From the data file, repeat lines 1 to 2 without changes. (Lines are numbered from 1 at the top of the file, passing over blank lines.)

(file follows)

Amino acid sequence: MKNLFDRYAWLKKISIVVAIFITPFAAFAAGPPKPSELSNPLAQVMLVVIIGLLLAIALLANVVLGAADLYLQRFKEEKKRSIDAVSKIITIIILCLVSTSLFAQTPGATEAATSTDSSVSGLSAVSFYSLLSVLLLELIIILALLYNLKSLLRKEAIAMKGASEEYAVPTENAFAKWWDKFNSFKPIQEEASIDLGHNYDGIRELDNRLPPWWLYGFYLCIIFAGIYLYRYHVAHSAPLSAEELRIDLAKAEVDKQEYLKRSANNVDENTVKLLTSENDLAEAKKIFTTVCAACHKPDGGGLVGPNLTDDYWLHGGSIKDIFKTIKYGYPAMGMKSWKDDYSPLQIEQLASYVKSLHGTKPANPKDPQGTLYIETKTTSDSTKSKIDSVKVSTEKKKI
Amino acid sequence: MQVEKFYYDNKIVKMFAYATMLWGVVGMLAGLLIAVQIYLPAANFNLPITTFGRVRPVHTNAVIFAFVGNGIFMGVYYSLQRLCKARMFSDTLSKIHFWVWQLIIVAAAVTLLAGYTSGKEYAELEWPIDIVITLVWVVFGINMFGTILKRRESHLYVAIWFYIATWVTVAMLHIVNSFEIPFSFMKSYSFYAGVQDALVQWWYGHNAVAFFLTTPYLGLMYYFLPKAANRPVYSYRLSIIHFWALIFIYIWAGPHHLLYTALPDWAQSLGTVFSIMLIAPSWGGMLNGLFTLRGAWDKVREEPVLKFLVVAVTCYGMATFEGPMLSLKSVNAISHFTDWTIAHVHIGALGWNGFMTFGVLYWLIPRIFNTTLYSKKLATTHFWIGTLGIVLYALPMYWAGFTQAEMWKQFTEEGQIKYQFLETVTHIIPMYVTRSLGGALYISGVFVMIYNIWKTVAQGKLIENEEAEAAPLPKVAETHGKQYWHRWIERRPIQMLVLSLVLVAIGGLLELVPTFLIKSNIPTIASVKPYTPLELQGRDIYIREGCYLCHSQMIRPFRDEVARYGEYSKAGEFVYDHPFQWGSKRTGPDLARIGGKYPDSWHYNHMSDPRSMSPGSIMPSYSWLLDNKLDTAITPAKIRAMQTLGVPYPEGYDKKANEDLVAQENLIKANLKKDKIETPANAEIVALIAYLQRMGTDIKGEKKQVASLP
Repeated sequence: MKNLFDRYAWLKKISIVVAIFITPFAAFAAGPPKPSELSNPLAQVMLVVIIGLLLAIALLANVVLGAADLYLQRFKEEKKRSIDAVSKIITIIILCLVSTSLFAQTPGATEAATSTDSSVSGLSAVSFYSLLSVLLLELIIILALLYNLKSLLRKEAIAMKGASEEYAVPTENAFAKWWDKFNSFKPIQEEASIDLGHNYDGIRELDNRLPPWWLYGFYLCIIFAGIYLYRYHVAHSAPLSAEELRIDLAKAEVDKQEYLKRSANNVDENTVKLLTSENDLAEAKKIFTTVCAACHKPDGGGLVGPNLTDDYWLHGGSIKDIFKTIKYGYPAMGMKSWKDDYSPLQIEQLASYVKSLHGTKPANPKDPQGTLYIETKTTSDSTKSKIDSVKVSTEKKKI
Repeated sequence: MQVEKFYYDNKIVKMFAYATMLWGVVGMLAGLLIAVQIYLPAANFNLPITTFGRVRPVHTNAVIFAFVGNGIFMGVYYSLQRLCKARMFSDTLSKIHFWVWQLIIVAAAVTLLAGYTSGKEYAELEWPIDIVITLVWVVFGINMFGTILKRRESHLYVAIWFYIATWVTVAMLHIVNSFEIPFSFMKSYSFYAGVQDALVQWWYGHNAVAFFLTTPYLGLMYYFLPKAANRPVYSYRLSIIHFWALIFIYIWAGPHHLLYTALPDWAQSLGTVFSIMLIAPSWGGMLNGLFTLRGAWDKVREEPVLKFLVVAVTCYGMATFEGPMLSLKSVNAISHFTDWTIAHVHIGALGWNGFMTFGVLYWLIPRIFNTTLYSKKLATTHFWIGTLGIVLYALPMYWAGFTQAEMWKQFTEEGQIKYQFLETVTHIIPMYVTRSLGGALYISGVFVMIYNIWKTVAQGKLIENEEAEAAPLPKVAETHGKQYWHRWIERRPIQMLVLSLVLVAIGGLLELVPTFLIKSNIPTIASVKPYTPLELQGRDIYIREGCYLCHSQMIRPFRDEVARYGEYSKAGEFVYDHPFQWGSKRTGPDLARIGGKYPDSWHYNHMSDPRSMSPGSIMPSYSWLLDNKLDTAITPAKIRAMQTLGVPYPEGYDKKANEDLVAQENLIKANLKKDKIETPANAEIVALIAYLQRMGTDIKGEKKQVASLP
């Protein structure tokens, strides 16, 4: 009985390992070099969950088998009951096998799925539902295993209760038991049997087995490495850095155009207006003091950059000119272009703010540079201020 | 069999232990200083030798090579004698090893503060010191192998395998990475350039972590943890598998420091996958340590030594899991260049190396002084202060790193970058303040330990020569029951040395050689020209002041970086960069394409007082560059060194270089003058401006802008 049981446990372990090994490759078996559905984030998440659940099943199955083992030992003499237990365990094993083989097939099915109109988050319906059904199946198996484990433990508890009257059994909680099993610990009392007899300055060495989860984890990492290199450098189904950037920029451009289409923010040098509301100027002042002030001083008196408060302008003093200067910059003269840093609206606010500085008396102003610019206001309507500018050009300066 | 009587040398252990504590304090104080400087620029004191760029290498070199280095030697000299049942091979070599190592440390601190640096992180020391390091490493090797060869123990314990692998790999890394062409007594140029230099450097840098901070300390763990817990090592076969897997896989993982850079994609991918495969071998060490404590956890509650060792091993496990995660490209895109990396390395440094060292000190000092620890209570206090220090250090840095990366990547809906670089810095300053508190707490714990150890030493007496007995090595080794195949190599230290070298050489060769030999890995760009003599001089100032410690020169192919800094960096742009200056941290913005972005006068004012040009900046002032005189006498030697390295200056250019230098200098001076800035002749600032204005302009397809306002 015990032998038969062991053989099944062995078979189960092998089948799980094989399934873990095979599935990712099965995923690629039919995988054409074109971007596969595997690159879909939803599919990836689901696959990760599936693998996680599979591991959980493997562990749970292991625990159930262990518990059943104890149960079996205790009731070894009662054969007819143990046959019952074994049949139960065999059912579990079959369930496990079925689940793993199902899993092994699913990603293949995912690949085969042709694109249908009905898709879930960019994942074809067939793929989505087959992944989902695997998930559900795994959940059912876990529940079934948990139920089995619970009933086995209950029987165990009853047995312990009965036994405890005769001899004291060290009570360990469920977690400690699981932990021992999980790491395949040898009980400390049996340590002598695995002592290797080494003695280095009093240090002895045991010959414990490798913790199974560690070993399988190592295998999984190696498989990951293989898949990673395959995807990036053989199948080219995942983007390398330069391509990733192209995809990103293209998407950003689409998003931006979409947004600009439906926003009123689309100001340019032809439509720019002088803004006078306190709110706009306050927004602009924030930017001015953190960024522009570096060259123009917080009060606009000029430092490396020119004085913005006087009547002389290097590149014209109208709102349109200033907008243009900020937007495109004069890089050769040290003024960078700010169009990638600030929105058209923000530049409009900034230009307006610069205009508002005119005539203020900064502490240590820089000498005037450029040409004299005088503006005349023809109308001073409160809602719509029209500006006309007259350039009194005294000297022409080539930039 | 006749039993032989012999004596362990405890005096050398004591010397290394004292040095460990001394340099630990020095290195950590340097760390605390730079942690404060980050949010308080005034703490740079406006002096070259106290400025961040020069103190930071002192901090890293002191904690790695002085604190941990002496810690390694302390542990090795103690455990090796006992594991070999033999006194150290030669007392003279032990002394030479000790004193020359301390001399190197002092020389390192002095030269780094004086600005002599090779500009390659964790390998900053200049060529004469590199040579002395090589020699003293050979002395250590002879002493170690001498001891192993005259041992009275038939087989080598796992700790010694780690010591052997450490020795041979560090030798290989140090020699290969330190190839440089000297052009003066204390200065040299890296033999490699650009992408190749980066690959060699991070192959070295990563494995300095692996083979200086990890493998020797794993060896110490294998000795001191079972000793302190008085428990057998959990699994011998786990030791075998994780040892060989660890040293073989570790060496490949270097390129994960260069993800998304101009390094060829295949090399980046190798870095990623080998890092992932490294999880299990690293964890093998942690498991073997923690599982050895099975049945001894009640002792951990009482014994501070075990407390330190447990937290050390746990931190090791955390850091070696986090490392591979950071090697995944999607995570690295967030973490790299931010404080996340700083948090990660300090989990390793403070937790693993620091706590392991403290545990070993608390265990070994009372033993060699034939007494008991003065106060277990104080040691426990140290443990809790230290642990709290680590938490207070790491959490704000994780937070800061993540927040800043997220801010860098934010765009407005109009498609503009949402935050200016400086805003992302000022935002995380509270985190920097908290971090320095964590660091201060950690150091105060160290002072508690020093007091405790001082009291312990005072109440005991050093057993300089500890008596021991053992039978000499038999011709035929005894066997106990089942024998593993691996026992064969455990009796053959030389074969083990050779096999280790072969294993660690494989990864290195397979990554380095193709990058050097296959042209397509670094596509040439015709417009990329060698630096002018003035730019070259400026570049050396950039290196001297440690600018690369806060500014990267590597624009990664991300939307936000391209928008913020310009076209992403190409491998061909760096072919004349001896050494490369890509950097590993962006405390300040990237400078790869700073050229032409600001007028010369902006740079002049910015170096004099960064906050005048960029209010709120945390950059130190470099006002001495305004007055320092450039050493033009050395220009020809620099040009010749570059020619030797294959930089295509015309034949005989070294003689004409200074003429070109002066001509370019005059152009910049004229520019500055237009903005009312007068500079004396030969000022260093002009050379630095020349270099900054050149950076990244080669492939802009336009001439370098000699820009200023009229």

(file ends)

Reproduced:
Amino acid sequence: MKNLFDRYAWLKKISIVVAIFITPFAAFAAGPPKPSELSNPLAQVMLVVIIGLLLAIALLANVVLGAADLYLQRFKEEKKRSIDAVSKIITIIILCLVSTSLFAQTPGATEAATSTDSSVSGLSAVSFYSLLSVLLLELIIILALLYNLKSLLRKEAIAMKGASEEYAVPTENAFAKWWDKFNSFKPIQEEASIDLGHNYDGIRELDNRLPPWWLYGFYLCIIFAGIYLYRYHVAHSAPLSAEELRIDLAKAEVDKQEYLKRSANNVDENTVKLLTSENDLAEAKKIFTTVCAACHKPDGGGLVGPNLTDDYWLHGGSIKDIFKTIKYGYPAMGMKSWKDDYSPLQIEQLASYVKSLHGTKPANPKDPQGTLYIETKTTSDSTKSKIDSVKVSTEKKKI
Amino acid sequence: MQVEKFYYDNKIVKMFAYATMLWGVVGMLAGLLIAVQIYLPAANFNLPITTFGRVRPVHTNAVIFAFVGNGIFMGVYYSLQRLCKARMFSDTLSKIHFWVWQLIIVAAAVTLLAGYTSGKEYAELEWPIDIVITLVWVVFGINMFGTILKRRESHLYVAIWFYIATWVTVAMLHIVNSFEIPFSFMKSYSFYAGVQDALVQWWYGHNAVAFFLTTPYLGLMYYFLPKAANRPVYSYRLSIIHFWALIFIYIWAGPHHLLYTALPDWAQSLGTVFSIMLIAPSWGGMLNGLFTLRGAWDKVREEPVLKFLVVAVTCYGMATFEGPMLSLKSVNAISHFTDWTIAHVHIGALGWNGFMTFGVLYWLIPRIFNTTLYSKKLATTHFWIGTLGIVLYALPMYWAGFTQAEMWKQFTEEGQIKYQFLETVTHIIPMYVTRSLGGALYISGVFVMIYNIWKTVAQGKLIENEEAEAAPLPKVAETHGKQYWHRWIERRPIQMLVLSLVLVAIGGLLELVPTFLIKSNIPTIASVKPYTPLELQGRDIYIREGCYLCHSQMIRPFRDEVARYGEYSKAGEFVYDHPFQWGSKRTGPDLARIGGKYPDSWHYNHMSDPRSMSPGSIMPSYSWLLDNKLDTAITPAKIRAMQTLGVPYPEGYDKKANEDLVAQENLIKANLKKDKIETPANAEIVALIAYLQRMGTDIKGEKKQVASLP